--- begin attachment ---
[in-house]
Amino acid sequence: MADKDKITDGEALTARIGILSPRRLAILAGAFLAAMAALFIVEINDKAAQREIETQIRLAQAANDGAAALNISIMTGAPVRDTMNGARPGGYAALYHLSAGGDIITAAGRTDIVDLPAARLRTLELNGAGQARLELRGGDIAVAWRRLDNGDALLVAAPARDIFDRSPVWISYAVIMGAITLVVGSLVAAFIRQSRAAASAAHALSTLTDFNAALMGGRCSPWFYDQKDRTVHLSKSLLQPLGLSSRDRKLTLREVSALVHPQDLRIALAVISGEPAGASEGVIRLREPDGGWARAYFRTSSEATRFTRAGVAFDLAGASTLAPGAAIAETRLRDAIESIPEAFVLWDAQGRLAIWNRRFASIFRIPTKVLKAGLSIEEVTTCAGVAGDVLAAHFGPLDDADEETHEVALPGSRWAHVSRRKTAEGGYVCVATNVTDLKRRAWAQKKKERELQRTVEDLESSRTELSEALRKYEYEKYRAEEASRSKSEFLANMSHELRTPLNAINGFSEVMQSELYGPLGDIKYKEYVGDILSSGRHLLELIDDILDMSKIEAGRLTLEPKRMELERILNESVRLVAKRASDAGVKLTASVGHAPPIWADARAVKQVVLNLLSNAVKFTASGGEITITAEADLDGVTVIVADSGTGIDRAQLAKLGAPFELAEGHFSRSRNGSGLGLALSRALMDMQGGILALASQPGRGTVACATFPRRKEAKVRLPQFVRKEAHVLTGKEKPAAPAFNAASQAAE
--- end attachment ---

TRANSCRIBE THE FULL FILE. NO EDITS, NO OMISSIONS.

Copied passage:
[in-house]
Amino acid sequence: MADKDKITDGEALTARIGILSPRRLAILAGAFLAAMAALFIVEINDKAAQREIETQIRLAQAANDGAAALNISIMTGAPVRDTMNGARPGGYAALYHLSAGGDIITAAGRTDIVDLPAARLRTLELNGAGQARLELRGGDIAVAWRRLDNGDALLVAAPARDIFDRSPVWISYAVIMGAITLVVGSLVAAFIRQSRAAASAAHALSTLTDFNAALMGGRCSPWFYDQKDRTVHLSKSLLQPLGLSSRDRKLTLREVSALVHPQDLRIALAVISGEPAGASEGVIRLREPDGGWARAYFRTSSEATRFTRAGVAFDLAGASTLAPGAAIAETRLRDAIESIPEAFVLWDAQGRLAIWNRRFASIFRIPTKVLKAGLSIEEVTTCAGVAGDVLAAHFGPLDDADEETHEVALPGSRWAHVSRRKTAEGGYVCVATNVTDLKRRAWAQKKKERELQRTVEDLESSRTELSEALRKYEYEKYRAEEASRSKSEFLANMSHELRTPLNAINGFSEVMQSELYGPLGDIKYKEYVGDILSSGRHLLELIDDILDMSKIEAGRLTLEPKRMELERILNESVRLVAKRASDAGVKLTASVGHAPPIWADARAVKQVVLNLLSNAVKFTASGGEITITAEADLDGVTVIVADSGTGIDRAQLAKLGAPFELAEGHFSRSRNGSGLGLALSRALMDMQGGILALASQPGRGTVACATFPRRKEAKVRLPQFVRKEAHVLTGKEKPAAPAFNAASQAAE